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28 July 2020
In Senior Taxi Aereo v Agusta Westland,(1) the High Court brought some clarity to the rules applicable to defendants domiciled in states that are party to the EU Recast Brussels Regulation (1215/2012). Following the decision, the court has jurisdiction to hear a claim against a non-UK defendant under Article 8(1) of the regulation only if the claim against the UK-domiciled anchor defendant is sustainable.
Senior Taxi Aereo (STA) purchased a helicopter from one of the defendants, an Italian manufacturer. The helicopter was involved in a fatal crash and STA claimed from the defendants compensation payments that they had made; the defendants included an English company in the same group as the Italian manufacturer. The English company was the claimants' anchor defendant. STA argued that the court had jurisdiction over the Italian manufacturer under Article 8(1) of the EU Recast Brussels Regulation. Article 8(1) states that a claim can be brought in the United Kingdom against entities domiciled in other EU member states where:
STA argued that the UK court should assert jurisdiction over the Italian helicopter manufacturer under Article 8(1), but this was rejected; the claimants had been required to demonstrate that their claim against the UK-domiciled anchor defendant was sustainable, but they failed to do this.
Before Senior Taxi, the sustainability of a claim against a non-UK defendant was irrelevant in determining whether a court had jurisdiction under Article 8(1). However, it was an open question whether a claimant had to show that the claim against a UK anchor defendant was sustainable.
The parties accepted that if STA brought proceedings against the English defendant purely to bring the Italian manufacturer into the jurisdiction, or knew that the claim against it was hopeless, they could not rely on Article 8(1). In addition, the court decided that it was possible to rely on Article 8(1) only if the claim against the English defendant was sustainable.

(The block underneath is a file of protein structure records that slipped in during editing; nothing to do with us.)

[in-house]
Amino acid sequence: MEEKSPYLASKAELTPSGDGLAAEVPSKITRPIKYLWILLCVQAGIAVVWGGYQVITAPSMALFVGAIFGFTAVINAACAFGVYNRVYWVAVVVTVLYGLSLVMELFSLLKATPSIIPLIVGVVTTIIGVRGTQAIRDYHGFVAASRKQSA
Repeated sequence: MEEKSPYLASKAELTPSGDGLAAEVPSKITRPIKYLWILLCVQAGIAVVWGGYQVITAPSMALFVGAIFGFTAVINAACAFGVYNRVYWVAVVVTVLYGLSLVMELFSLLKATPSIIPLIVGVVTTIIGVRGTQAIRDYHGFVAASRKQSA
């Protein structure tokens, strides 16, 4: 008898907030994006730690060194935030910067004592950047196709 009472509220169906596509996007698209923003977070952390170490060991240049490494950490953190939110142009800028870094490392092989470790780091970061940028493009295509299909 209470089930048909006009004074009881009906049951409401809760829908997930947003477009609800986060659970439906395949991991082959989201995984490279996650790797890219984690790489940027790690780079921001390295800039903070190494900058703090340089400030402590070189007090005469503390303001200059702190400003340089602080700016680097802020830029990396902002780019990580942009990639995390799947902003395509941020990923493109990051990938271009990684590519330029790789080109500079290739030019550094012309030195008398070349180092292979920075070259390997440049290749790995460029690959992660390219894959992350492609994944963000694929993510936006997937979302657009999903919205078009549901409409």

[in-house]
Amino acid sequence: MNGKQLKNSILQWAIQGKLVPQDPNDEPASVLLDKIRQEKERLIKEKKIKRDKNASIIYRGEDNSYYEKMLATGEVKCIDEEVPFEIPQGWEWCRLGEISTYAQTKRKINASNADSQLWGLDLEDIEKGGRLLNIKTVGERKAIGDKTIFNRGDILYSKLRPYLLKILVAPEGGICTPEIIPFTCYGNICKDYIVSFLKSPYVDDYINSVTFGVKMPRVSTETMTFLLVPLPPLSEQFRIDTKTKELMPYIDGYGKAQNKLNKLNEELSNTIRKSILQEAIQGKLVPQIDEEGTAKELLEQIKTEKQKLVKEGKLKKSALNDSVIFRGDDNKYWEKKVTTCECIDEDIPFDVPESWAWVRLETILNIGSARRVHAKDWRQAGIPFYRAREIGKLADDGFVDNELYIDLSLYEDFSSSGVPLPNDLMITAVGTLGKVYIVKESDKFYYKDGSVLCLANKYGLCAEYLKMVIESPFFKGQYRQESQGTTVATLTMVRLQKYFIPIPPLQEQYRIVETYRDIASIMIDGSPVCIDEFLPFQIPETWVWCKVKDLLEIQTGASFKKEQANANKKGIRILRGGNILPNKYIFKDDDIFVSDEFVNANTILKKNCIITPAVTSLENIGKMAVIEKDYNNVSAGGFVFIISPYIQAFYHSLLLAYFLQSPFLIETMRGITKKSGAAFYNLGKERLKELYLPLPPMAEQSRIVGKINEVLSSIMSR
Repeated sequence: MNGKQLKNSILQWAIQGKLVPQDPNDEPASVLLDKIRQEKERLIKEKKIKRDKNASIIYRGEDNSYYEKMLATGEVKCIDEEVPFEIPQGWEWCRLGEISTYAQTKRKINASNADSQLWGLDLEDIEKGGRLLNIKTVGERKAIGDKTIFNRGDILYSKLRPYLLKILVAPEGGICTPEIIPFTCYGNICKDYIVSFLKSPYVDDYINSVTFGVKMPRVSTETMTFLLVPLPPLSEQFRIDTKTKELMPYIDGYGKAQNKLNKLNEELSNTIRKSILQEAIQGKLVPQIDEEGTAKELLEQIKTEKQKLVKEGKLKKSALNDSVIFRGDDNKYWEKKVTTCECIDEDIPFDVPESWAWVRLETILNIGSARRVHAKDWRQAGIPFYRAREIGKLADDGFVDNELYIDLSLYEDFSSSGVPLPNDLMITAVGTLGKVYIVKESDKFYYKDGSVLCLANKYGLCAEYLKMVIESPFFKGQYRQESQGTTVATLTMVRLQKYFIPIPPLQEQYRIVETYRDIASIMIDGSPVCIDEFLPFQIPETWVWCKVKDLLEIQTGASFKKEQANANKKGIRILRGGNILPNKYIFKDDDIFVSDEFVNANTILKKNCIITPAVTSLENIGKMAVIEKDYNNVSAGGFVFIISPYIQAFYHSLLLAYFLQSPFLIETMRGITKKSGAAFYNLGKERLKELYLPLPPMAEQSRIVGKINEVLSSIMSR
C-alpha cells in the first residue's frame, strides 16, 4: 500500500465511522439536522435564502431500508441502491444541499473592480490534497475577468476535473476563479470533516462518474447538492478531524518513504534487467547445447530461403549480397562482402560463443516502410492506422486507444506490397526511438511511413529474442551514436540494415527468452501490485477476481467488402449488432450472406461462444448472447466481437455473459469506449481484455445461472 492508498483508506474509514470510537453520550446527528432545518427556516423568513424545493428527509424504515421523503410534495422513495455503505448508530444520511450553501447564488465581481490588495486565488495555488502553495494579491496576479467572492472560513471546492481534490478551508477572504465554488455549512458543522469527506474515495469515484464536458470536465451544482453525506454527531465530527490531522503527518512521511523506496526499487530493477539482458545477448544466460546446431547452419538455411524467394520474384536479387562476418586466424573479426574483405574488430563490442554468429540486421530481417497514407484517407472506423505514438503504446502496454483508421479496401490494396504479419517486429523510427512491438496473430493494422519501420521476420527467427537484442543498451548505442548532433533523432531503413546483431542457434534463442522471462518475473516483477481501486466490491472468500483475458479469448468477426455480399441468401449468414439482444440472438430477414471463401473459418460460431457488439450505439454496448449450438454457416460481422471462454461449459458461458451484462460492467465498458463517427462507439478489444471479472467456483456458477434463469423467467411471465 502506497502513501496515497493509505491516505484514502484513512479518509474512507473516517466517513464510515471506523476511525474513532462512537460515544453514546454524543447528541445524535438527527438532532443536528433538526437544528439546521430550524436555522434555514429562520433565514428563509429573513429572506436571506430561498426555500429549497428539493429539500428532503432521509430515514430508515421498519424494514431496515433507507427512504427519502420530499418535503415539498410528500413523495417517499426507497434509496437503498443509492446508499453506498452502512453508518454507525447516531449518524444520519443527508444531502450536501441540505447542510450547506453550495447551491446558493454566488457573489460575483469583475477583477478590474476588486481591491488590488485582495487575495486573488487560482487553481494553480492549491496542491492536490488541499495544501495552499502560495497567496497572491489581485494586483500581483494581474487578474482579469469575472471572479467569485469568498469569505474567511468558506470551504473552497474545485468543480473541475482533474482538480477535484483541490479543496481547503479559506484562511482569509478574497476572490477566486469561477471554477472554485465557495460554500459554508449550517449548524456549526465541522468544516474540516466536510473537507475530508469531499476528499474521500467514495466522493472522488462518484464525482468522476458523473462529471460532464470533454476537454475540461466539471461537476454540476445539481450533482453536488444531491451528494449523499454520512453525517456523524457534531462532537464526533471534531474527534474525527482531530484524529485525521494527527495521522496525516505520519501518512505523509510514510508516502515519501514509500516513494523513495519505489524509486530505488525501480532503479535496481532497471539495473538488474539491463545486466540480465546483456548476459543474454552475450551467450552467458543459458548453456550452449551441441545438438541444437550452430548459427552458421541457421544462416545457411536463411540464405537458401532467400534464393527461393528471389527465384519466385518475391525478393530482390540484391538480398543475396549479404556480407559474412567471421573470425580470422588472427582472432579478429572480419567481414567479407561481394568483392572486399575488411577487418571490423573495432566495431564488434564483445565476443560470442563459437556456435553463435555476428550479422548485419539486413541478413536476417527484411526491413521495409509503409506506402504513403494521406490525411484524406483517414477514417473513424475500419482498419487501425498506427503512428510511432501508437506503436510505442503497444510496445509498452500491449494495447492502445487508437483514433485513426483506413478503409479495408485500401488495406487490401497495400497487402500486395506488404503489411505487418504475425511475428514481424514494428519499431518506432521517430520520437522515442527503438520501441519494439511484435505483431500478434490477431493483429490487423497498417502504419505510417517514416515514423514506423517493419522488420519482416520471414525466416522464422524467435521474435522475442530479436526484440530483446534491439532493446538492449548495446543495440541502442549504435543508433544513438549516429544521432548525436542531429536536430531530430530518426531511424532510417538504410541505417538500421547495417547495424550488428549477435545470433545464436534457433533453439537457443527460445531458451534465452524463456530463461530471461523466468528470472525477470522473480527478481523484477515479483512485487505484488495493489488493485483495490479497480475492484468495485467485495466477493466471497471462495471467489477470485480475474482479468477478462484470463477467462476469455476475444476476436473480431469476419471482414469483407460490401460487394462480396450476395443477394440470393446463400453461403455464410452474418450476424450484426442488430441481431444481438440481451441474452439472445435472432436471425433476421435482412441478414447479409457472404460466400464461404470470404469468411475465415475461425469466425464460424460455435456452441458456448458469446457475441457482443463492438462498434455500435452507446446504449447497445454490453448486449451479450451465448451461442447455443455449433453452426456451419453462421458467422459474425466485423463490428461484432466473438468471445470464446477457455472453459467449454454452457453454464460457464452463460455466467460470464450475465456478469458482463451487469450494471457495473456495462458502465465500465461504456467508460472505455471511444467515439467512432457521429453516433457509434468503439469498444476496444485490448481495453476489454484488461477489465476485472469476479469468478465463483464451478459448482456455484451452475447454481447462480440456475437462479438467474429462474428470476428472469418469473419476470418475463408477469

If the claim against the English defendant was unsustainable, there was no risk that a judgment would be obtained against it in the UK courts, which could be inconsistent with a judgment against the Italian defendant elsewhere. As such, there was no risk of irreconcilable judgments and Article 8(1) was not engaged. The court left open the possibility that if the claim against the anchor defendant was prohibited by a procedural rule, as opposed to being unsustainable on the merits, Article 8(1) may still apply.
While the EU Recast Brussels Regulation will cease to apply when the United Kingdom leaves the European Union, the Senior Taxi test will likely continue to apply where jurisdiction is sought over EU-domiciled co-defendants. The United Kingdom intends to accede to the Lugano Convention which contains a similar provision to Article 8(1) of the EU Recast Brussels Regulation and is likely to be interpreted consistently with the EU Recast Brussels Regulation.
Senior Taxi has also created a degree of consistency in the approach to claims against non-anchor defendants in other jurisdictions. Claims can be commenced against co-defendants in states which are not party to the EU Recast Brussel Regulation only if, among other things, the claim against the UK anchor defendant has a real prospect of success,(2) which is similar to the Senior Taxi test.
Now that the court has reached a decision on the requirements of Article 8(1), where it is used as a basis to join an EU-domiciled defendant to proceedings, parties should carefully consider the merits of the claim against the UK anchor defendant.
For further information on this topic please contact Emma West or Simon Hart at RPC by telephone (+44 20 3060 6000) or email (firstname.lastname@example.org or email@example.com). The RPC website can be accessed at www.rpc.co.uk.
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